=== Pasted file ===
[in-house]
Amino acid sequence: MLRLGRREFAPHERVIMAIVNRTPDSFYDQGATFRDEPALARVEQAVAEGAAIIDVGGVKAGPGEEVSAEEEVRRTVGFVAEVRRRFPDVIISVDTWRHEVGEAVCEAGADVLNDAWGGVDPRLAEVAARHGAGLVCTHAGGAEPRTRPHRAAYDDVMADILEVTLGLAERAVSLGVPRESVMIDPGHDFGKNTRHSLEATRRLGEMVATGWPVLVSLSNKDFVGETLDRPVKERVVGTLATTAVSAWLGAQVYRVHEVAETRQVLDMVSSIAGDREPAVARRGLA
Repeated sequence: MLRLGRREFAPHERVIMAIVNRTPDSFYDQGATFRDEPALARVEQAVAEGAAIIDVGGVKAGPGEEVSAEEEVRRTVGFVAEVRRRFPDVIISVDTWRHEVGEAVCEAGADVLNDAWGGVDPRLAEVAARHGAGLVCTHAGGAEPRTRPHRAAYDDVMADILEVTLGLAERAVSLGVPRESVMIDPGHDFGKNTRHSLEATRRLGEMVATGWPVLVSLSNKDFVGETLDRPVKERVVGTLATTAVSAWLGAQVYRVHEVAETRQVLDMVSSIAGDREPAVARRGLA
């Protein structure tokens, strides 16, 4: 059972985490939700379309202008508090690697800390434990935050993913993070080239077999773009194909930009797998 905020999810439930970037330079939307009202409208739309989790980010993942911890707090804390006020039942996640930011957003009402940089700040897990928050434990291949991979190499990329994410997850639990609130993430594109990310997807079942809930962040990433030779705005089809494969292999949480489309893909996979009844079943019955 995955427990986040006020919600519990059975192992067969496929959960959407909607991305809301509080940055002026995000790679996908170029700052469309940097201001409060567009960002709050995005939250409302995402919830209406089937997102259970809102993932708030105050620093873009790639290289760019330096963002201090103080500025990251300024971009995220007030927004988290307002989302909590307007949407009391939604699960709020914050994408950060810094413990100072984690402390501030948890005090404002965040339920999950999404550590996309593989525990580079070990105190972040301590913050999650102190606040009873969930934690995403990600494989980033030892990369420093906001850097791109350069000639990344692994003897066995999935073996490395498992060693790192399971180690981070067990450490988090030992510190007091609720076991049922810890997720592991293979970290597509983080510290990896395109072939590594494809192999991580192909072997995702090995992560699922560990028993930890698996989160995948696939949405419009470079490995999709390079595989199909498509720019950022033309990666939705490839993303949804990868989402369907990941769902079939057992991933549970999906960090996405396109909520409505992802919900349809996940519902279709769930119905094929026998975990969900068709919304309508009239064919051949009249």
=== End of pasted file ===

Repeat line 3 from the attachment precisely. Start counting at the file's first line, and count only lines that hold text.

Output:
Repeated sequence: MLRLGRREFAPHERVIMAIVNRTPDSFYDQGATFRDEPALARVEQAVAEGAAIIDVGGVKAGPGEEVSAEEEVRRTVGFVAEVRRRFPDVIISVDTWRHEVGEAVCEAGADVLNDAWGGVDPRLAEVAARHGAGLVCTHAGGAEPRTRPHRAAYDDVMADILEVTLGLAERAVSLGVPRESVMIDPGHDFGKNTRHSLEATRRLGEMVATGWPVLVSLSNKDFVGETLDRPVKERVVGTLATTAVSAWLGAQVYRVHEVAETRQVLDMVSSIAGDREPAVARRGLA